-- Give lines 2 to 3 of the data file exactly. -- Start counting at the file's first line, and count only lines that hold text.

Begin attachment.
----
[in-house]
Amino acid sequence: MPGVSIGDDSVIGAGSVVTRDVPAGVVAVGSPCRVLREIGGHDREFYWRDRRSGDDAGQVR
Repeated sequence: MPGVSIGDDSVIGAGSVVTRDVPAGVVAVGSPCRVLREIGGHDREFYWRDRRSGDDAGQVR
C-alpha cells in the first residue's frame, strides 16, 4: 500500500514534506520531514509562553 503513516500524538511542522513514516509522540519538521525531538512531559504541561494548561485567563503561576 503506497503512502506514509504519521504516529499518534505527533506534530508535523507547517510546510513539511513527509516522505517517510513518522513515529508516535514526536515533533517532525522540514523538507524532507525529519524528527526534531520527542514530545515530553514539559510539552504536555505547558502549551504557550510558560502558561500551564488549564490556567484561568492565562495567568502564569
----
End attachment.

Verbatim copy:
Amino acid sequence: MPGVSIGDDSVIGAGSVVTRDVPAGVVAVGSPCRVLREIGGHDREFYWRDRRSGDDAGQVR
Repeated sequence: MPGVSIGDDSVIGAGSVVTRDVPAGVVAVGSPCRVLREIGGHDREFYWRDRRSGDDAGQVR